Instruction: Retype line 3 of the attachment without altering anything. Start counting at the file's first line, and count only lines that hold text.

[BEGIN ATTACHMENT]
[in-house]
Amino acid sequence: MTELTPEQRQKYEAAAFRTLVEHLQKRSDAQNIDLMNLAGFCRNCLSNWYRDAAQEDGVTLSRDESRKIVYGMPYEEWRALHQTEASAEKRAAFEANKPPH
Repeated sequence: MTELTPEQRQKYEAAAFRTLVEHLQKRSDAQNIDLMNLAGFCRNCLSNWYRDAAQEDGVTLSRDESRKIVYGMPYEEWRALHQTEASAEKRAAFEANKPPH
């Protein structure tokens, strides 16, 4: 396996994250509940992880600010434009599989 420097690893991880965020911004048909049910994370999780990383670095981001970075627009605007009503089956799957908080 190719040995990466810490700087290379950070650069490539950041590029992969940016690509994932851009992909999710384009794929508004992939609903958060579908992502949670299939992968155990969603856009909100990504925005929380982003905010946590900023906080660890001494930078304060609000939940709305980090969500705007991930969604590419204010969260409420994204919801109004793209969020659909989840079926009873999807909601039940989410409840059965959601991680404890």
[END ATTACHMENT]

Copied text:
Repeated sequence: MTELTPEQRQKYEAAAFRTLVEHLQKRSDAQNIDLMNLAGFCRNCLSNWYRDAAQEDGVTLSRDESRKIVYGMPYEEWRALHQTEASAEKRAAFEANKPPH